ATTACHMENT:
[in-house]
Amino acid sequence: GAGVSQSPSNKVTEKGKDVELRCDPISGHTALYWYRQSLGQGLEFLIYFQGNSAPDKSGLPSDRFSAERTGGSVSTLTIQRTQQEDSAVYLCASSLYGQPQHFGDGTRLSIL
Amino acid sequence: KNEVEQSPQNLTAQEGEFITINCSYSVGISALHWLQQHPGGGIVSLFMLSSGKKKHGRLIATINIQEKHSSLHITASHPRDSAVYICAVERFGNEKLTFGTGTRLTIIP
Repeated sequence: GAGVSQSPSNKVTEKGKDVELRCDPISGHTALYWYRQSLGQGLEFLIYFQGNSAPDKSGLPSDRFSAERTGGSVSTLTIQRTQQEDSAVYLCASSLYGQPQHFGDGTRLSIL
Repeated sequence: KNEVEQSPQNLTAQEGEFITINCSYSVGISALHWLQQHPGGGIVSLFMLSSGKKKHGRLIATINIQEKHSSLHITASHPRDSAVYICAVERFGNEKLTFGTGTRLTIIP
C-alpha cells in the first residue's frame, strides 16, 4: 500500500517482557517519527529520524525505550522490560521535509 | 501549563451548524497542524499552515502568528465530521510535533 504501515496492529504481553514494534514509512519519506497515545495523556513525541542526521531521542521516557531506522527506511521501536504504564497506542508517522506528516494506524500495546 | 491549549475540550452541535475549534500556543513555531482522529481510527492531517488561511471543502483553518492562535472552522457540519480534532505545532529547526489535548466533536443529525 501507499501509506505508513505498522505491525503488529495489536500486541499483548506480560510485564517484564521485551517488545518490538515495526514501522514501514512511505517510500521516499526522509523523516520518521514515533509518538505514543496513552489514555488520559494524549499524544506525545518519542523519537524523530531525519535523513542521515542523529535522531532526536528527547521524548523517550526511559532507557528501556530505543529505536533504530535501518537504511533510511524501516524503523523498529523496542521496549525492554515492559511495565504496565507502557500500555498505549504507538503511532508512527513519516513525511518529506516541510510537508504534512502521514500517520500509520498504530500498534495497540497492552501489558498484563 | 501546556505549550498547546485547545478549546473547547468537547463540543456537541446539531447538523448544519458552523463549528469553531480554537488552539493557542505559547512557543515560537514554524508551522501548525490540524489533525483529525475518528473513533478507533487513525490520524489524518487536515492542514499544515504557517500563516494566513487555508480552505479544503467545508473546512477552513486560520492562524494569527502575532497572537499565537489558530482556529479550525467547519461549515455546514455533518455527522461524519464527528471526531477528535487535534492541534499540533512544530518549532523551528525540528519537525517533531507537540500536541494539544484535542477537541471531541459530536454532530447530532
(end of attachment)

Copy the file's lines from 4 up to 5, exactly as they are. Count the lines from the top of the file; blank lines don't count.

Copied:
Repeated sequence: GAGVSQSPSNKVTEKGKDVELRCDPISGHTALYWYRQSLGQGLEFLIYFQGNSAPDKSGLPSDRFSAERTGGSVSTLTIQRTQQEDSAVYLCASSLYGQPQHFGDGTRLSIL
Repeated sequence: KNEVEQSPQNLTAQEGEFITINCSYSVGISALHWLQQHPGGGIVSLFMLSSGKKKHGRLIATINIQEKHSSLHITASHPRDSAVYICAVERFGNEKLTFGTGTRLTIIP